The Olympics needs weighted medal counts

by Sonny Bunch on July 30, 2012

I have a number of issues with the Olympics, most of which have to do with the IOC and its penchant for corruption, kowtowing to state sponsors of terrorism, allowing racist displays against Israel, etc. It’s basically the sports version of the UN, which is to say, “terrible.”

That being said, the sporting events themselves are fine and dandy. My issue is with the way in which we decide which nations win the overall medal count: Traditionally, media outlets simply count all medals the same. If your nation has won two bronzes, you’re placed above a nation that has one won gold. This is, in a word, insane. Third place is just second loser. Second place is just first loser. The golds: That’s what nations are striving for. Take a look at the table below (click to embiggen), which I snapped from ESPN this morning:

At the top, everything is fine. But look down a little further: Why on Earth is France behind Japan? France has two golds, a silver, and a bronze; Japan, meanwhile, has two silvers and three bronzes. France has had a better Olympics so far and this should be recognized. Just because Japan has managed to lose slightly less bad than France in one more event, that doesn’t mean they’re having a better Olympics.

What we need is a weighted system that skews heavily toward gold. I’d be in favor of a 4/2/1 system (4 points for a gold, 2 for a silver, 1 for a bronze), but I’d take a 3/2/1 system. Implement the first proposal and Japan plummets down the leaderboard, as their bevy of bronzes receives its proper due (which is to say, not much due at all).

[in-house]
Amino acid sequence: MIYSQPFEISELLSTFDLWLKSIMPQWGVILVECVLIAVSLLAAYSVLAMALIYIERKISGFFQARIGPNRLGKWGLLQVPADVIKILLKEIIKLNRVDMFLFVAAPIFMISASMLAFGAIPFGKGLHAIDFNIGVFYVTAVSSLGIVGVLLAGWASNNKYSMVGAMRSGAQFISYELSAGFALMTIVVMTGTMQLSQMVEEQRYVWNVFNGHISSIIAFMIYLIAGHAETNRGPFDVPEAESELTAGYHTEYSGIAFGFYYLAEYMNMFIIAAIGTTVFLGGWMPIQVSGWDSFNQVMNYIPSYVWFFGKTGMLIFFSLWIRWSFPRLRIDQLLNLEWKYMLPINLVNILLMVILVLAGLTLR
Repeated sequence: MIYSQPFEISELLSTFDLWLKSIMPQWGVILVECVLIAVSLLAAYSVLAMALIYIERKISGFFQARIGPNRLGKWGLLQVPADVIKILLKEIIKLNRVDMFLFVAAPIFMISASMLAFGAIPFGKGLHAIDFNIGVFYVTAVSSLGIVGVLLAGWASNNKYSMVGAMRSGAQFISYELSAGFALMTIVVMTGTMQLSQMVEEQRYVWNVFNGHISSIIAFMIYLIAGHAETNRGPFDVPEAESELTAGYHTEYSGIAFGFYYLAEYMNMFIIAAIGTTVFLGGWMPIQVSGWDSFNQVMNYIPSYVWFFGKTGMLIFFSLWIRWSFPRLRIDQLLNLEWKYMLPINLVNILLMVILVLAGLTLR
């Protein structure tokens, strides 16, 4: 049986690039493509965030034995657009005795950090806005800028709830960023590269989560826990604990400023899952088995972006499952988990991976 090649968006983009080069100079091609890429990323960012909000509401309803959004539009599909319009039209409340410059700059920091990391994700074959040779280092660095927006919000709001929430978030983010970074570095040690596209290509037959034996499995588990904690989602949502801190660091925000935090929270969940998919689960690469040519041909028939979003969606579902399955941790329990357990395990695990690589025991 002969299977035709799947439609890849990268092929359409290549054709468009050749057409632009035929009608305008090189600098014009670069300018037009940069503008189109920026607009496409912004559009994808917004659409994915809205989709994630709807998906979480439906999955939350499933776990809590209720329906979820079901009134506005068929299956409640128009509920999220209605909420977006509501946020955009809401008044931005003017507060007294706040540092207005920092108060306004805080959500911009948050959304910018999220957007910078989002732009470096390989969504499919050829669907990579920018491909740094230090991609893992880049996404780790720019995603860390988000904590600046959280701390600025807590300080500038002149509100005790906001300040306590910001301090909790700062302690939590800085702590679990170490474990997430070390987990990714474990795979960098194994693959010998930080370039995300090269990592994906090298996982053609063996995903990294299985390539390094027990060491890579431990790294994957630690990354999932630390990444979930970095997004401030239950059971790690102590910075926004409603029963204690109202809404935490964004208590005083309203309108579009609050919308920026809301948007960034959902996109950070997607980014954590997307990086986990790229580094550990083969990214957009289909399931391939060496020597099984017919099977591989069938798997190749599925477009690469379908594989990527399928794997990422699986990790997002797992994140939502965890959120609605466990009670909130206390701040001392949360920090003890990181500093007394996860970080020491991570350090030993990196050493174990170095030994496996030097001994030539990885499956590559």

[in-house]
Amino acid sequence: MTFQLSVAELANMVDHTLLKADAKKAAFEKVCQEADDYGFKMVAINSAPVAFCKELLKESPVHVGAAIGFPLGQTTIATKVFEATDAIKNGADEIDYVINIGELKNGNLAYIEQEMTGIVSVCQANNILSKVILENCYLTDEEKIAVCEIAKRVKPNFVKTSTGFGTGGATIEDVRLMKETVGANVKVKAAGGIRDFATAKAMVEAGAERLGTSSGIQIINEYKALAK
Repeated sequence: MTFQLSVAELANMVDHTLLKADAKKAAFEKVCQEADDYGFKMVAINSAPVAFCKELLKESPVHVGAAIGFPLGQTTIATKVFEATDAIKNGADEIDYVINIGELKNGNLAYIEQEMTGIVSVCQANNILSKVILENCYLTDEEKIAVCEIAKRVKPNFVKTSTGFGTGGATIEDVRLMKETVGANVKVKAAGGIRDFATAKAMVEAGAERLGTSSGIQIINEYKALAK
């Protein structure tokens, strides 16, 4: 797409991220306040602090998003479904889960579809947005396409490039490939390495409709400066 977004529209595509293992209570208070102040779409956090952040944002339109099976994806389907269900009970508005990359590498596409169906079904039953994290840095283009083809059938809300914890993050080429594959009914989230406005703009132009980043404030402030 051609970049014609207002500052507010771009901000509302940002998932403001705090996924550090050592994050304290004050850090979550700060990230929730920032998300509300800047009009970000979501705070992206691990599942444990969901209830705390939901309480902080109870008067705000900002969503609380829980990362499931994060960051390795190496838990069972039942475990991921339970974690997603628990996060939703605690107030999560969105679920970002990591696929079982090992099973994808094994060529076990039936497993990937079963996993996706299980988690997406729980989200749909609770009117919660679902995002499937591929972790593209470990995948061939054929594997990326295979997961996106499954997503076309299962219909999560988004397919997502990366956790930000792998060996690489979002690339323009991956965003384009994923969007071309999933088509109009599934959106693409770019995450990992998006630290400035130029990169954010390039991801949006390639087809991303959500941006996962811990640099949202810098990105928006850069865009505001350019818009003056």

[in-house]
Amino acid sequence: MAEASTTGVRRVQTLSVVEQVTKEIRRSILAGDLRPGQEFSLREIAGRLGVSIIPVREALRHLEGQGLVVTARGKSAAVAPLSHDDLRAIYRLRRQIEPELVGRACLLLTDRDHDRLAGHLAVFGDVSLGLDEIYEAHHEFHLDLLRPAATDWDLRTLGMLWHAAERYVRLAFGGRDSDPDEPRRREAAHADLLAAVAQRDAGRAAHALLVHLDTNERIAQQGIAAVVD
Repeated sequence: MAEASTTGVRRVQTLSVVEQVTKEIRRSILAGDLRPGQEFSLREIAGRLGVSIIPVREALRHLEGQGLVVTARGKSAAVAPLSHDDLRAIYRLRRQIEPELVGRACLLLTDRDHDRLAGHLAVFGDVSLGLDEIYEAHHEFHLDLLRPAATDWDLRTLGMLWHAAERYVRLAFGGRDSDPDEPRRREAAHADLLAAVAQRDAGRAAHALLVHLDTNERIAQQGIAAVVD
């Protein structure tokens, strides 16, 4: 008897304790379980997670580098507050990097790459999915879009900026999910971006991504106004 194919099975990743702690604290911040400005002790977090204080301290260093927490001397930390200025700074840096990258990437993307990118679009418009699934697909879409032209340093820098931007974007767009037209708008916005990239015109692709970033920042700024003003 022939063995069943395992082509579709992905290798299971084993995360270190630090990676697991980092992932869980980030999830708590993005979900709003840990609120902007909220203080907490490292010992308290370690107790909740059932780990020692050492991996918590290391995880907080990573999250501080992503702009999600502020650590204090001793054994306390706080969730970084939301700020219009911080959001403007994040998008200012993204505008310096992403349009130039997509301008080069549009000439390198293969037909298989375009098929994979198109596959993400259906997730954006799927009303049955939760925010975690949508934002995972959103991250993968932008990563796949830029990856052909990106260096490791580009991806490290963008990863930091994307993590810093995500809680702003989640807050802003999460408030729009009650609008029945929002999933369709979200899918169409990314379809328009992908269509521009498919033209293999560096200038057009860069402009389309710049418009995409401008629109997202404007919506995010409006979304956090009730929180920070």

All medals are not created equal. It’s time for the media and the IOC to recognize that fact.

{ 5 comments… read them below or add one }

Tom July 30, 2012 at 9:12 am

By charter the IOC cannot recognize any country ranking by medal count in any format.

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Sonny Bunch July 30, 2012 at 9:15 am

You know, I think I knew that. But the IOC doesn’t get to tell ESPN or SI how to rank the nations. The “official,” IOC-approved medal count should be ignored.

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Jaime August 1, 2012 at 1:26 pm

I like the simple 3 for gold, 2 for silver and 1 for bronze weighted average. It will make China look even better though so they might be using that in China but not in NBCOlympics.

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K. Chung August 5, 2012 at 9:58 am

The simple weighted average rating system seems to be the fair way of ranking the Olympics competition. The IOC may need a help in computing the weighted averages.

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Lawrence Craft August 7, 2012 at 5:57 am

I actually made a chart like this on a lark. I put it online.

http://www.weightedmedalcount.com

It refreshes n’ stuff. It’s not pretty, but you can sort and that.

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